“That’s the movie people have been waiting for,” said one. “I loved the special effects and the story felt fresh.”
Disney’s presentation of the screening, which at the end of the second day of CinemaCon,
started 30 minutes late as Paramount’s earlier presentation ran longer
than scheduled. Disney’s distribution chief Dave Hollis first gave a
short recap of the studio’s record year of $7.6 billion worldwide, noted
that “Beauty and the Beast” had eclipsed $700 million and offered a
relatively brief update of the upcoming slate.
No stars took the stage and Hollis did not engage in the typical
CinemaCon hyperbole, though he did point out mater-of-factly that the
four previous “Pirates of Caribbean” had grossed more than $3.7 billion
combined. The swashbuckler series launched in 2003 with “The Curse of
the Black Pearl.”
“Dead Man Tell No Tales” stars Johnny Depp
as the wisecracking Captain Jack Sparrow, Geoffrey Rush as Barbossa and
Javier Bardem as Captain Salazar. Brenton Thwaites and Kaya Scodelario
play the new characters, Henry Turner and Carina Smyth and Orlando Bloom
returns as Will Turner. Joachim Ronning and Espen Sandberg directed.
Several exhibitors said they were particularly impressed by the
depiction of the undead pirate hunters led by Bardem and Depp’s offbeat
portrayal, noting that he again was channeling Keith Richards of The
The film — the first since 2011’s “On Stranger Tides” — will be released May 26.
Pirates directors Joachim Rønning and Espen Sandberg turned back time on Sparrow, who is depicted in flashbacks meeting a young Captain Salazar (Javier Bardem), the villain in the fifth installment of the Disney franchise.
Depp, 53, loved seeing the young Sparrow saunter onscreen.
“Johnny was super-happy with it,” says Sandberg. “He said, 'This adds years to my career.’ ”
Pirates of the Caribbean: Dead Men Tell No Tales Review — Written 6/3/17
You know, when I heard that they were making another Pirates of the Caribbean movie six years after the last one, I sighed. When I found out about a week ago that the movie was written by the screenwriter of movies like Speed 2: Cruise Control and Indiana Jones and the Kingdom of the Crystal Skull, I groaned. Both of those reactions are quite simple, but they also turned out to be nothing less than fitting. Dead Men Tell No Tales is the cinematic equivalent of both of a sigh and a groan, being an inconsequential and rather pointless ejection of hot, musty air. With a contender for messiest script of the year and truly nothing to care about amongst the wasted talent and lame gags that were tired back in 2011, this is easily one of the worst—and most boring—movies of 2017 so far.
The story here doesn’t really deserve much description since no one involved here bothered to put much thought into it, which is quite amazing in a perverse sort of way when you consider how many people it takes to make a Hollywood blockbuster. Basically, Henry Turner (Brenton Thwaites), son of Will and Elizabeth from the original trilogy (Orlando Bloom and Keira Knightley, both with about two minutes of screen time total), is looking for the trident of Poseidon since it will break the curse subjected to Will at the end of At World’s End, which trapped him in Davy Jones’s Locker for decades on end. He ends up crossing paths with Captain Jack Sparrow (Johnny Depp), who’s still searching for the Black Pearl, and Carina (Kaya Scoldelario), an astronomer constantly accused of being a witch due to her being a smart woman. Also, at the same time, the ghostly Captain Salazar (Javier Bardem) and his crew are hunting after Sparrow because Sparrow caused his death years back, implicating Henry and Carina in the process.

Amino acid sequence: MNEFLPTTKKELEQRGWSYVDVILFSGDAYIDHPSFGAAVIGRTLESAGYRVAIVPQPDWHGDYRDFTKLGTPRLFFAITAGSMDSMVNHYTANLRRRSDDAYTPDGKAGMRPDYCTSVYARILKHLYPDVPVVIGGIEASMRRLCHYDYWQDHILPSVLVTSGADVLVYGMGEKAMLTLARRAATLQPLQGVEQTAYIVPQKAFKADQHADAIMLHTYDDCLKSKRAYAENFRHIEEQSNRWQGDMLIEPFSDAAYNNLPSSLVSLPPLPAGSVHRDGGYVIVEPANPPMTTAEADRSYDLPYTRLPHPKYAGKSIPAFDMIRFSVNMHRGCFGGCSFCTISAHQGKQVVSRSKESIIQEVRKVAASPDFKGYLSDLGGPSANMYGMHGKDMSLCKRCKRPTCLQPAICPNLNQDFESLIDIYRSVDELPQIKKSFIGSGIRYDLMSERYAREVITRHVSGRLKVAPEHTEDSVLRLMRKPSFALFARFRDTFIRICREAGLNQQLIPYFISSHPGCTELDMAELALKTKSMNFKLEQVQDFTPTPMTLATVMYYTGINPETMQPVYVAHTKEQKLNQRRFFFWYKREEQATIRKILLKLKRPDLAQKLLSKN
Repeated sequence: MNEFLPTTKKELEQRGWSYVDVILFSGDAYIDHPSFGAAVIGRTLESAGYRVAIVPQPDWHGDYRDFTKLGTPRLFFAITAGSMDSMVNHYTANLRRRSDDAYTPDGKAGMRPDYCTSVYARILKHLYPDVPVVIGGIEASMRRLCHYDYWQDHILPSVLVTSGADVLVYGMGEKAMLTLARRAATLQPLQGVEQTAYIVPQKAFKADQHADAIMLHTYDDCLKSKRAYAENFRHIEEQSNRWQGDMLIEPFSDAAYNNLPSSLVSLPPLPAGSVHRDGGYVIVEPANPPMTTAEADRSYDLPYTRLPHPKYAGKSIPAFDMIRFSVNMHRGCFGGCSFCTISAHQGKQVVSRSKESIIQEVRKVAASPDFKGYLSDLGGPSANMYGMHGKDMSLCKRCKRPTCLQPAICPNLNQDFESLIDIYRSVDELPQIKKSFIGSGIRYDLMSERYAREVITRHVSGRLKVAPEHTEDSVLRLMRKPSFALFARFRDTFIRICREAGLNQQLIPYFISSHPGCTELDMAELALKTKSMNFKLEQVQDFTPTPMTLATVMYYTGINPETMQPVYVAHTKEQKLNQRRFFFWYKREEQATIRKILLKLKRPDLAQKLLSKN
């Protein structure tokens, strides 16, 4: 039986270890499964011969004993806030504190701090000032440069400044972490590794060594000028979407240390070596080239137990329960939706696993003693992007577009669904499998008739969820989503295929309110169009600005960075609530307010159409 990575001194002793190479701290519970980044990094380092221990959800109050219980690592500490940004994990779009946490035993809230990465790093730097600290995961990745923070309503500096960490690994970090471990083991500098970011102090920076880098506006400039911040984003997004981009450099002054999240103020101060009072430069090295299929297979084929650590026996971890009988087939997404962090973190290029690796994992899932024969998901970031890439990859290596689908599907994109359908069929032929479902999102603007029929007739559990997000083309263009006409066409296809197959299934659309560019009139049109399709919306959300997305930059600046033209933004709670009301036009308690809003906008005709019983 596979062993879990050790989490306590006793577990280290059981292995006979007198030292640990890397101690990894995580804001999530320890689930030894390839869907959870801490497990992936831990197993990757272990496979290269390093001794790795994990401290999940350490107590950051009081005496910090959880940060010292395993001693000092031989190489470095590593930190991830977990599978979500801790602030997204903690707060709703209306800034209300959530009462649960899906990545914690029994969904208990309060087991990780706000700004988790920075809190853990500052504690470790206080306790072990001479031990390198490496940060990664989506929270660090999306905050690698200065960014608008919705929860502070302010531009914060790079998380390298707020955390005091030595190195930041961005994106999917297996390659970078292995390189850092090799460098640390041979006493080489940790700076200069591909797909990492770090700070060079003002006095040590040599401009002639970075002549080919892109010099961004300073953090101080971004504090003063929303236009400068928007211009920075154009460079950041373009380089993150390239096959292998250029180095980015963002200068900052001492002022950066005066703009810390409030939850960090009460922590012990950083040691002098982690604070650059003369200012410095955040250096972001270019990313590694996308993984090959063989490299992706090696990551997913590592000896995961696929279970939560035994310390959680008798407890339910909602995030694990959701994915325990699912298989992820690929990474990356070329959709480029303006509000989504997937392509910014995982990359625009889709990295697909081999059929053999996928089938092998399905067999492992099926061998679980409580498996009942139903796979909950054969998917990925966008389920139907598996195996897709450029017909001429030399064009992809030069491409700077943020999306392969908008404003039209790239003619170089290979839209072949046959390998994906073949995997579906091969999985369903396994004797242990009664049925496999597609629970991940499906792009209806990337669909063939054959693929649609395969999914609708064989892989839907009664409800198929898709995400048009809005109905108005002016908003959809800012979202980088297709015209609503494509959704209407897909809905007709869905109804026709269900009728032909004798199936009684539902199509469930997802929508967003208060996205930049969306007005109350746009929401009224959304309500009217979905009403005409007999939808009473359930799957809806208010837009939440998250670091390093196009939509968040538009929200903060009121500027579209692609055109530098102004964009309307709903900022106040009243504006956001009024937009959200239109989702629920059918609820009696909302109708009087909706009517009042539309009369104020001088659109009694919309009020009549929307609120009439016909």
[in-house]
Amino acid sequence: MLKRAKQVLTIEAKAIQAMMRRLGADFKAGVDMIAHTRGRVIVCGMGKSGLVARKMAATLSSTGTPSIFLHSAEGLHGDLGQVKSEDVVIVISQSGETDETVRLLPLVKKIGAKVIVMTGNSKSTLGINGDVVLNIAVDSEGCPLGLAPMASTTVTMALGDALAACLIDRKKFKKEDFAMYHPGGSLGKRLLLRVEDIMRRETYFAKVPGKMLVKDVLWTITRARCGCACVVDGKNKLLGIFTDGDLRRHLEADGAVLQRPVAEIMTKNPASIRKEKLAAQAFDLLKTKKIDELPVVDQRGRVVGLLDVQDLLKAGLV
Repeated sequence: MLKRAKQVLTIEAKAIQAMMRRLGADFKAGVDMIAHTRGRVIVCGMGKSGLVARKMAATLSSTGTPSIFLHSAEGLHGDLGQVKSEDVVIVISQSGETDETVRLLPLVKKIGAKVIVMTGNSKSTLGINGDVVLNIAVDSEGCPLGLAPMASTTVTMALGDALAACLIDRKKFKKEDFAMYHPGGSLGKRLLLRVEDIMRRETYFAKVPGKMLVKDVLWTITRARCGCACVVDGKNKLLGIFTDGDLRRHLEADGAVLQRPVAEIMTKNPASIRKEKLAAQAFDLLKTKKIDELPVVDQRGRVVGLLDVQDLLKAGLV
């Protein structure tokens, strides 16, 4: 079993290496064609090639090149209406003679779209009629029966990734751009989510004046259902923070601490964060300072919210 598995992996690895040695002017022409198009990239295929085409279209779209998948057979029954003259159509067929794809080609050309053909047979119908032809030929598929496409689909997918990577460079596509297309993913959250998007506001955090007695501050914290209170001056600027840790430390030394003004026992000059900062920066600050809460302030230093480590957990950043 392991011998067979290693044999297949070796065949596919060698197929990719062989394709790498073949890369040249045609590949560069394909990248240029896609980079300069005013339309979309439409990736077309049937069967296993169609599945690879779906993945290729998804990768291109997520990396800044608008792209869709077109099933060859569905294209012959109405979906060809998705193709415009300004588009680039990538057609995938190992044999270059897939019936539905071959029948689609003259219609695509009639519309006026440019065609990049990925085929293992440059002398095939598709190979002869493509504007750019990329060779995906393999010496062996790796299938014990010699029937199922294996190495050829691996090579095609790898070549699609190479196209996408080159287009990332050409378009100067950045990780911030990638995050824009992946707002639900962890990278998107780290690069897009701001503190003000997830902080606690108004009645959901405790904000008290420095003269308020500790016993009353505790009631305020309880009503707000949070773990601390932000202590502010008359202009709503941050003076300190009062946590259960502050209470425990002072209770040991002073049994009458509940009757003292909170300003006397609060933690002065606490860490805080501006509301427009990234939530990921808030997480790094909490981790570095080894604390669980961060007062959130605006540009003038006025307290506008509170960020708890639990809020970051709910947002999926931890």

Most bad movies give you just one storyline to not care about, but Jeff Nathanson’s script here gives you several. It’s quite a good value if you’re looking for how much awfulness you can get for the price of a movie ticket. As for the good that’s within this shipwreck of a film, the action scenes are pretty competently constructed and you can tell what’s happening. They’re equally generic, but they’re understandable. There’s one brief set piece involving a guillotine that was amusing. … And that’s about all of the notable positives here.
Directors Joachim Rønning and Espen Sandberg bring nothing new to the table in terms of flair, performances, tone, visuals, or humor. This truly does feel like a movie that’s trying so hard not just to be amusing, but to just exist for 129 minutes. The onscreen talent is wasted about 97 percent of the time and Depp’s shtick is arguably more obnoxious, simplified, and dull than it’s ever been, and the final product suffers oh so much in terms as simple as general entertainment value. The movie it’s too long with its runtime, but it feels like it’s four hours.